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Nine members of the Parliamentary Service Commission risk ‘abuse of office’ charges

Updated Thu, May 30th 2013 at 00:00 GMT +3

This because the MPs are yet to be paid their salaries since they assumed office in March because of the stalemate that they however believe they unlocked on Tuesday. 

Yesterday, PSC members who spoke to The Standard insisted they could not be punished over a collective decision by Parliament.

Changorok said: “That was a universal decision of Parliament and as a PSC member I will discharge my duties in accordance to Parliament’s decisions once we are sworn in as commissioners.”

Wanga, the Homa Bay Women Representative, said Parliament is a supreme and independent organ of the State that cannot be sued.

She added that the Clerk could not receive instructions from the SRC since it is not his employer.

“This is a decision by Parliament and can she (Serem) sue Parliament? She can move to court to seek interpretation but not purport to sue Parliament. How can SRC give instructions to the Clerk who is not their employee?” Wanga added.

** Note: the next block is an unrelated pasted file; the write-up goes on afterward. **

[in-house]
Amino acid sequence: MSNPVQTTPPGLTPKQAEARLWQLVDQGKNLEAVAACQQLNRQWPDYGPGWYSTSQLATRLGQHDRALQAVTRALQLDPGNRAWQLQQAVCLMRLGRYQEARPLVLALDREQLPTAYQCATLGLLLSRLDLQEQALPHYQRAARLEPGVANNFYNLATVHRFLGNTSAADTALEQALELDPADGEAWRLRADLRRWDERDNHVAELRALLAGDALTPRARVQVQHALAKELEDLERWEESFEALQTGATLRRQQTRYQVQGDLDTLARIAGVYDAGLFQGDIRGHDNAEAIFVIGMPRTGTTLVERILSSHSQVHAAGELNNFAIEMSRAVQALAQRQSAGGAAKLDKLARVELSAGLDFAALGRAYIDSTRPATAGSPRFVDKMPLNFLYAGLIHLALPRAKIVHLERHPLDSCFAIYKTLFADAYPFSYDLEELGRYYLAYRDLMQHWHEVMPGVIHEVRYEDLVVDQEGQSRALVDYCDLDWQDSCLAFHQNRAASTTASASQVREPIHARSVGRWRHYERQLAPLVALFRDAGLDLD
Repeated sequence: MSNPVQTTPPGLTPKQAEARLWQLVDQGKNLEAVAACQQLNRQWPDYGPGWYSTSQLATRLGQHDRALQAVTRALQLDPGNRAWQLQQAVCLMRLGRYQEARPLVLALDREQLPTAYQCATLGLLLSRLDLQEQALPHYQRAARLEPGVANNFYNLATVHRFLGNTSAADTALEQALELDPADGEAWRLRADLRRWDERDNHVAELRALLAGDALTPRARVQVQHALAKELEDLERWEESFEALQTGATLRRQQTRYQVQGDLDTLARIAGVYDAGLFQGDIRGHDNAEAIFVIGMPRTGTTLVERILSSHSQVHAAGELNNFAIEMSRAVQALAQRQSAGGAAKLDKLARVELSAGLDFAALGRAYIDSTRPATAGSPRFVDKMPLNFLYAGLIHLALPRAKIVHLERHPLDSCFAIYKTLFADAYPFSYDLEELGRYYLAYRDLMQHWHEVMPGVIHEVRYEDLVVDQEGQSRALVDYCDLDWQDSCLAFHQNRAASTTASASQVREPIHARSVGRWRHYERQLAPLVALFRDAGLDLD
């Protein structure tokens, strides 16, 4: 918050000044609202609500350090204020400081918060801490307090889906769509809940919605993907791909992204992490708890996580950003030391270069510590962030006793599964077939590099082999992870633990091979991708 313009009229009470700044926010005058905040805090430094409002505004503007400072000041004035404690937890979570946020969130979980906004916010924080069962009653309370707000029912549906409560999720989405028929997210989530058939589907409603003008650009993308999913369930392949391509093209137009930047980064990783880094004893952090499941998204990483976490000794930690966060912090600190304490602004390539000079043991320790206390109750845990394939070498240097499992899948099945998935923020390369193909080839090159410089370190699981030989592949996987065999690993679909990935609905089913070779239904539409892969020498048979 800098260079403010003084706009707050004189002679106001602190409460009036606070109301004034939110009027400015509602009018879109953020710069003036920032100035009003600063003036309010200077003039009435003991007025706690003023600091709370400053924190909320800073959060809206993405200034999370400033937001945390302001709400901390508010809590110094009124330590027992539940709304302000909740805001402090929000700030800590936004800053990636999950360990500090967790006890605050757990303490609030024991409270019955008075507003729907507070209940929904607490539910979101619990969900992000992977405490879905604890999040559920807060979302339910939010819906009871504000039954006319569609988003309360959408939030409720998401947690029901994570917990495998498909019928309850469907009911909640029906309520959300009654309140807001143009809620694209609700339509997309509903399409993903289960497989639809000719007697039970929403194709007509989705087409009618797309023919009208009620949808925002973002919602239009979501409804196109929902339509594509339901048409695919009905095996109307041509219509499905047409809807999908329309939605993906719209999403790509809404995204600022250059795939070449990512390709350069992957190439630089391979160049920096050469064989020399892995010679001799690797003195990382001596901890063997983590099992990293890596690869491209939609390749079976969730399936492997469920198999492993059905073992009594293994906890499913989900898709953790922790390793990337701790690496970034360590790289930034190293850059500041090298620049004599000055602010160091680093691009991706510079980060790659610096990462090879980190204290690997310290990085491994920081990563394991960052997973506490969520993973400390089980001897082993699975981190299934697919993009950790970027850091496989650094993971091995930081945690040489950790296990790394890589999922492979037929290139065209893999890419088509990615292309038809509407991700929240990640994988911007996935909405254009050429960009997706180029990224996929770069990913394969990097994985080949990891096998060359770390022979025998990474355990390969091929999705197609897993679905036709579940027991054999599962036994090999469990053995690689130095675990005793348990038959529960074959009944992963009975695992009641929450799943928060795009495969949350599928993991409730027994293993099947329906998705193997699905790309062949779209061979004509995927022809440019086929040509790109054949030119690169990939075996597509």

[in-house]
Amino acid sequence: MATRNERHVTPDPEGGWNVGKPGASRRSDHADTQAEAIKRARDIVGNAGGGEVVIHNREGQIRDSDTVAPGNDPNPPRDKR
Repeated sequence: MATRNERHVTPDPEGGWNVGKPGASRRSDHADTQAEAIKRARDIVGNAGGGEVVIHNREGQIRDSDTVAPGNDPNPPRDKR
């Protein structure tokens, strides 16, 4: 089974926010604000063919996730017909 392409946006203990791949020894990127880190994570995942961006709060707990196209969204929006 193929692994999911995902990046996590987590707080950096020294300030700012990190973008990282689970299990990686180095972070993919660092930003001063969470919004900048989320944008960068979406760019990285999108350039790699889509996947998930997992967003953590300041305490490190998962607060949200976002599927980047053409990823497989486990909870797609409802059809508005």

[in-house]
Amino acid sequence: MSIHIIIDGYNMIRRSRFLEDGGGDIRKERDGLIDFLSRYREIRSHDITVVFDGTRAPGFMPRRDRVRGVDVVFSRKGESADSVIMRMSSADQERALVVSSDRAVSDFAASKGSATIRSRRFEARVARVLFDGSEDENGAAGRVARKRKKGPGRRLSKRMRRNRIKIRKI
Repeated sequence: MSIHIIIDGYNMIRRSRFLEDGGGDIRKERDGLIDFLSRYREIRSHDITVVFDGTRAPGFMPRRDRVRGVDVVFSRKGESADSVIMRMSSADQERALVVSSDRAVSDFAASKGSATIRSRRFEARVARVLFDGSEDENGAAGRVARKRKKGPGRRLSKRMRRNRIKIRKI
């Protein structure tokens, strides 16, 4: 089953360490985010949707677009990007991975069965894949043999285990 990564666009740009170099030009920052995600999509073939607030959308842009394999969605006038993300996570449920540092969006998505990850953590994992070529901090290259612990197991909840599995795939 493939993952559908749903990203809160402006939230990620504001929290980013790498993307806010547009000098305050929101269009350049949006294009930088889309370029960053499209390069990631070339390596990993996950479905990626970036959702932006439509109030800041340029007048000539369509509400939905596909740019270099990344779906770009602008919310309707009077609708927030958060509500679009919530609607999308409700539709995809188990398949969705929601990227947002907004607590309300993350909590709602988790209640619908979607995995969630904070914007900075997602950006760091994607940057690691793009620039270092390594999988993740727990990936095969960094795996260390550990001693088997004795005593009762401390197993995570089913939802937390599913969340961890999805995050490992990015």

President Uhuru said: “I urge Parliament to engage the Salaries and Remuneration Commission in a constructive manner with a view to resolving this matter.”

Threat by CIC

But the President clarified Parliament’s action has had no consequence on other officers: “For the avoidance of doubt, all State officers in the Executive will continue to abide by the determination of SRC,” Uhuru added.

The Speaker could not be reached as he is on official tour abroad. But earlier, when informed of the threat by CIC, he had told The Standard: “We will cross the bridge when we get there.”

Nyegenye could not be reached as he is said to be with the Speaker.

Muturi is expected to return today to chair the PSC meeting after the swearing in of the commissioners.

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